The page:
Lot # 117
Spring 2017 - 2nd Session Live auction
Lawren Stewart Harris
ALC BCSFA CGP FCA G7 OSA RPS TPG 1885 - 1970 Canadian
Lynx Mountain, Mt. Robson District, BC / Mountain Sketch XLI
oil on board circa 1929
on verso signed, titled, inscribed "10" (circled) / "7/47" (crossed out) / "6" in red / "P" / "4760 Belmont Ave., Vancouver, BC" / "BHC 80" and stamped Dominion Gallery, 1448 St. Catherine West, Montreal
12 x 15 in 30.5 x 38.1cm
Estate of the Artist
By descent to the present Private Collection, Vancouver
Doris Mills, L.S. Harris Inventory, 1936, Rocky Mountain Sketches, Group 7, titled as "Mountain Sketch," catalogue #41, location noted as the Studio Building, and a drawing of this work illustrated by Hans Jensen
Lisa Christensen, A Hiker's Guide to the Rocky Mountain Art of Lawren Harris, 2000, reproduced page 23
Andrew Hunter, Lawren Stewart Harris: A Painter's Progress, The Americas Society, 2000, titled as Lynx Mountain, reproduced page 35
Paul Duval, Lawren Harris: Where the Universe Sings, 2010, titled as Lynx Mountain, Sketch XLI, reproduced page 285
The Americas Society, New York, Lawren Stewart Harris: A Painter's Progress, September 5 - November 5, 2000
Lawren Harris was introduced to the magnificent peaks of Mount Robson Provincial Park through the sketches of A.Y. Jackson, who had been to this rugged and then largely inaccessible region of the Canadian Rockies in 1914 with fellow painter John William Beatty. Jackson and Beatty were working for the Canadian Northern Railway, which was laying track through the valley of the Fraser River. It was the beginning of the golden age of alpine tourism, and the industry, in order to create advertising material, needed visuals. This quest took Jackson and Beatty deep into Robsonís back country. The CNoR went bankrupt during World War I, and the oil sketches and pencil studies created by Jackson and Beatty are not known to have been used by the company, but Jackson is likely to have shown them to his fellow Group of Seven members a decade later.
The Groupís spirit of artistic nationalism was at its peak in the 1920s and its members were branching out in many new directions, both artistically and geographically. On a second railway-related junket in 1924, Jackson, this time with Harris, visited Jasper National Park in Alberta, planning to do some work for the Canadian National Railway. The artists spent a good deal of time in Jasper and are known to have passed through the Yellowhead Valley by train on their way to Vancouver. The view from the tracks in this region is stunning, with Mount Robson dominating. The peaks of the Robson region became a mainstay in Harrisís mountain oeuvre, and he produced major canvases of Robson subjects, such as the circa 1929 masterpiece canvas Mount Robson, in the McMichael Canadian Art Collection. Evidence suggests he returned to the region in 1927, and we know he returned in 1929, venturing deep into the heart of Mount Robson Provincial Park and climbing well above the treeline into the alpine zone to paint.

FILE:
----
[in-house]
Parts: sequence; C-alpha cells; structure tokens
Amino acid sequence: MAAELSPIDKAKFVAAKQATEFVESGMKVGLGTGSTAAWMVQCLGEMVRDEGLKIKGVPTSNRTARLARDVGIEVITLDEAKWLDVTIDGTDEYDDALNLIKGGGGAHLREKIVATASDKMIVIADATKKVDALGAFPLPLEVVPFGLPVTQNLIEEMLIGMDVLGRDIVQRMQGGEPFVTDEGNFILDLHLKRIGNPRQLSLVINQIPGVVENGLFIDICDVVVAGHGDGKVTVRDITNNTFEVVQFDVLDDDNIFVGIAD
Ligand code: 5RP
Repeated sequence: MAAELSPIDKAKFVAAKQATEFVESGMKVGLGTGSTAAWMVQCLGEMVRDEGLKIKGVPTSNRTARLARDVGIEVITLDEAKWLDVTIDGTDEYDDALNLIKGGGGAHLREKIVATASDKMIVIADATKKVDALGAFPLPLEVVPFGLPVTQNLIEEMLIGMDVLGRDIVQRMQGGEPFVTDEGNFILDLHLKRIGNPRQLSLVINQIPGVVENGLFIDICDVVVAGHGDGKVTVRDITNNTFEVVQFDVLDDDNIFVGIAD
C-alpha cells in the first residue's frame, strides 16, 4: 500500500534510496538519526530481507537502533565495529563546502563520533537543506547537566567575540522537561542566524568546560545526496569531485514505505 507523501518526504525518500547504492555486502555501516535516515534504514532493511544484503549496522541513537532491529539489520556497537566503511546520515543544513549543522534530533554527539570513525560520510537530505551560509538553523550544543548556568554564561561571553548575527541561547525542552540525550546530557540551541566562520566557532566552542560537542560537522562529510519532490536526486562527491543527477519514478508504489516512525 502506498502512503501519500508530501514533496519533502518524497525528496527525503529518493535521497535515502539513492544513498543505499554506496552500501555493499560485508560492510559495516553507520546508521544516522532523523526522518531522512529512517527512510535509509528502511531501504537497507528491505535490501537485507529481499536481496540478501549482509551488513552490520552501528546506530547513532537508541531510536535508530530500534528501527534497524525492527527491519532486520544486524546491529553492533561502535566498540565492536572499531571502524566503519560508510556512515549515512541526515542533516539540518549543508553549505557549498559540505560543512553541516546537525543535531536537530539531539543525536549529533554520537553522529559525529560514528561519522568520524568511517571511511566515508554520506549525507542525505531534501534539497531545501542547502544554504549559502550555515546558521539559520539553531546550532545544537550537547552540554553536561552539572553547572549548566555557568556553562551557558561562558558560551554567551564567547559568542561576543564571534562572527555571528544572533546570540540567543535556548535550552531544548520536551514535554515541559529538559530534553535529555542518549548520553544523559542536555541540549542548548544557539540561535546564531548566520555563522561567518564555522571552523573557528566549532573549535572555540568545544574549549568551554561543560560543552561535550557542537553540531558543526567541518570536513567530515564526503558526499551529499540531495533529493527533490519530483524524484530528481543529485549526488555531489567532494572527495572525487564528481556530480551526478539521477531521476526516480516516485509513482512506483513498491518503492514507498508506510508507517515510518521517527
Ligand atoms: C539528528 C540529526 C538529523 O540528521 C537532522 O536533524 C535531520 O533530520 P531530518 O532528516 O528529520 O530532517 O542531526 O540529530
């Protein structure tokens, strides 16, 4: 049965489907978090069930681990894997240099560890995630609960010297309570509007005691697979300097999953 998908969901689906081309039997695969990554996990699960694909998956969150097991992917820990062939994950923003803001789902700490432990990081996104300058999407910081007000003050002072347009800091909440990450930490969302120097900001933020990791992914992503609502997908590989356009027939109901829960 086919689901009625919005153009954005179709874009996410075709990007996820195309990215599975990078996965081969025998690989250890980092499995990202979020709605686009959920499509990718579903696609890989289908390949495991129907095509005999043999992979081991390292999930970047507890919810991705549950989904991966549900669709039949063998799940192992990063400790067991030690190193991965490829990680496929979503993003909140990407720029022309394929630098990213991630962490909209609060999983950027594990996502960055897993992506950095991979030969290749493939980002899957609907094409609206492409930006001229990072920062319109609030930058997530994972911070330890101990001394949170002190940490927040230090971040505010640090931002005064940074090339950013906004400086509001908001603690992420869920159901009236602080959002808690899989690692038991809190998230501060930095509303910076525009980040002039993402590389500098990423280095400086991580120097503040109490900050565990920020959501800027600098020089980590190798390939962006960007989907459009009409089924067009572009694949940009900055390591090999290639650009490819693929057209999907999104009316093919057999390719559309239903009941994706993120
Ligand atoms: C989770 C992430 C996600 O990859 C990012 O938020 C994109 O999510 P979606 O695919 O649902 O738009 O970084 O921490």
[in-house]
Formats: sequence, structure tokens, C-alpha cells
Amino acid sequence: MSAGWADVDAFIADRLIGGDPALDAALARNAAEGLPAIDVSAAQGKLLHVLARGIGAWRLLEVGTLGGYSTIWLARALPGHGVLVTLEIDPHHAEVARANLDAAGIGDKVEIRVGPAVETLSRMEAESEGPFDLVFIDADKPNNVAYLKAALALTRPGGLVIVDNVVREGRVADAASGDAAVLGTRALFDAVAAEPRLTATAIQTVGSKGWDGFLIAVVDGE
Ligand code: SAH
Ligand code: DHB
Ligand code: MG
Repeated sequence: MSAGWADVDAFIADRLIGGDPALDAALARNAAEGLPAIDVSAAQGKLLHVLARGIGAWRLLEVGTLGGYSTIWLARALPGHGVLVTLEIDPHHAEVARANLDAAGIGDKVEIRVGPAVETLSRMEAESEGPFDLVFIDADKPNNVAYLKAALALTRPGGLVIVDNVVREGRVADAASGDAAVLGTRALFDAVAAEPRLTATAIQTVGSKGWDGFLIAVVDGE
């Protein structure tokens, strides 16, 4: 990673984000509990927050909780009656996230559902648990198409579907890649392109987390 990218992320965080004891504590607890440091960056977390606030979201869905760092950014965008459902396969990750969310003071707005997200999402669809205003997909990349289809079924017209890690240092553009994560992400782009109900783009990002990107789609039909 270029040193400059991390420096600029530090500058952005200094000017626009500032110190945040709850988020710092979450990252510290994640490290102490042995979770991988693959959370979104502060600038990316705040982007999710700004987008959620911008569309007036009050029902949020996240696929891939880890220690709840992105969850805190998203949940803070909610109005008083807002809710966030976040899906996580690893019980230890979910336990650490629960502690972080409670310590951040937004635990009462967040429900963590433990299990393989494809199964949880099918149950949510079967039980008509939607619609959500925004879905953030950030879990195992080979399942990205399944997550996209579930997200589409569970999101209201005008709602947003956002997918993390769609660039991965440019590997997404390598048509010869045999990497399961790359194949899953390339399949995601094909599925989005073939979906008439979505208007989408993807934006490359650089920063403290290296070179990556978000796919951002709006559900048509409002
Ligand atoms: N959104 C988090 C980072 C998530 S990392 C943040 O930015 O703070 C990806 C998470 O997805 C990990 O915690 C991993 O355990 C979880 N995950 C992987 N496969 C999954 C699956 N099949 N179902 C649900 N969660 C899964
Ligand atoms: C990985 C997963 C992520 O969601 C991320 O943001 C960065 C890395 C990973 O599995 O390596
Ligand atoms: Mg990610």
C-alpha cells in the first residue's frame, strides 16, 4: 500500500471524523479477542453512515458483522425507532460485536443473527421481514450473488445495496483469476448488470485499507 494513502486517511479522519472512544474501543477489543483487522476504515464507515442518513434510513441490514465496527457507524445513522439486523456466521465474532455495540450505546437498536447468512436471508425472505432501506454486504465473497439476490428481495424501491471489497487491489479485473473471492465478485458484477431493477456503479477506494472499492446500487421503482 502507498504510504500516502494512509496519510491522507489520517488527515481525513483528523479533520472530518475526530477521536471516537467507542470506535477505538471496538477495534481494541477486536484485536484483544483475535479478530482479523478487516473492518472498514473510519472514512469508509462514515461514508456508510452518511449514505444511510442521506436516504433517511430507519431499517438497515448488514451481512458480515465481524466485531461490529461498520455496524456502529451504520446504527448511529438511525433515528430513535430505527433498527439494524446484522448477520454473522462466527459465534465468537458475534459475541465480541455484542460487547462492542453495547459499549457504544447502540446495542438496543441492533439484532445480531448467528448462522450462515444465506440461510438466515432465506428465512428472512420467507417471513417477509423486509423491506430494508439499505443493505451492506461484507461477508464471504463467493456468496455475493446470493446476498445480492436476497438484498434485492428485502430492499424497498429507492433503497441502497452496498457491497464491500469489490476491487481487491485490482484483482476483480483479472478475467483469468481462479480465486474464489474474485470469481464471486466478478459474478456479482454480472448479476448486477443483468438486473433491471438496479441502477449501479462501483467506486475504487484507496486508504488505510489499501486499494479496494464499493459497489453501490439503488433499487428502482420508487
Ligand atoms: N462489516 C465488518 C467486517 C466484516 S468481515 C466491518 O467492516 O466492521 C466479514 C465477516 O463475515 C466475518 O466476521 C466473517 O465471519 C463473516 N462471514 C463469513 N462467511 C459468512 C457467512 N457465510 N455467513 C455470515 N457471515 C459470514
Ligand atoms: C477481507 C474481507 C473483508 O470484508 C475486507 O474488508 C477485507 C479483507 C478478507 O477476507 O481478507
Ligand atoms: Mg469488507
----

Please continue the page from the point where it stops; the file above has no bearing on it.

In this work, which depicts Lynx Mountain from Snowbird Pass, we can see his interest in the geometry of the mountain taking centre stage. He smoothes ridge lines, sharpens fault lines and defines the facets of the glacier more clearly. As was becoming his practice, he has given us a foothold, a place to be in the work, in the form of the smoothed grey rock slab in the foreground. These footholds not only anchor his works, but importantly, bring us as viewers into the scene, inviting us to contemplate his portrait of the peak.
Harrisís palette had for some time now been reduced to a few spare colours, with white, blue and purple-browns dominating here. Lynx Mountain, with its languid glacier, reclines like a sphinx, and it seems remote and dignified. At this time in his life, Harrisís art had undergone dramatic change. He was heading steadily towards abstraction, leaving the specifics of place further and further behind. Just as he journeyed deeper into Canadaís mountain passes, he sought greater heights of refinement in his art.
To reach the viewpoint from which Harris composed this scene, one must hike more than 20 kilometres from the rail line in the valley to the shores of Berg Lake, then a further 22 kilometres to Snowbird Pass, then some distance up the slopes of Titkana Peak on the north side of the passóa combined distance of some 45 kilometres from the trailhead. Harrisís commitment to his subject was such that these lengthy distances were necessary in order to escape the distractions of cities and towns, with their noises, industry and people. Here in the alpine air, he could strip away the unnecessary, capturing only the most essential of the mountainís form.
We thank Lisa Christensen, author of A Hikerís Guide to the Rocky Mountain Art of Lawren Harris, for contributing the above essay.
$600,000 ~ $800,000 CAD
All prices are in Canadian Dollars.
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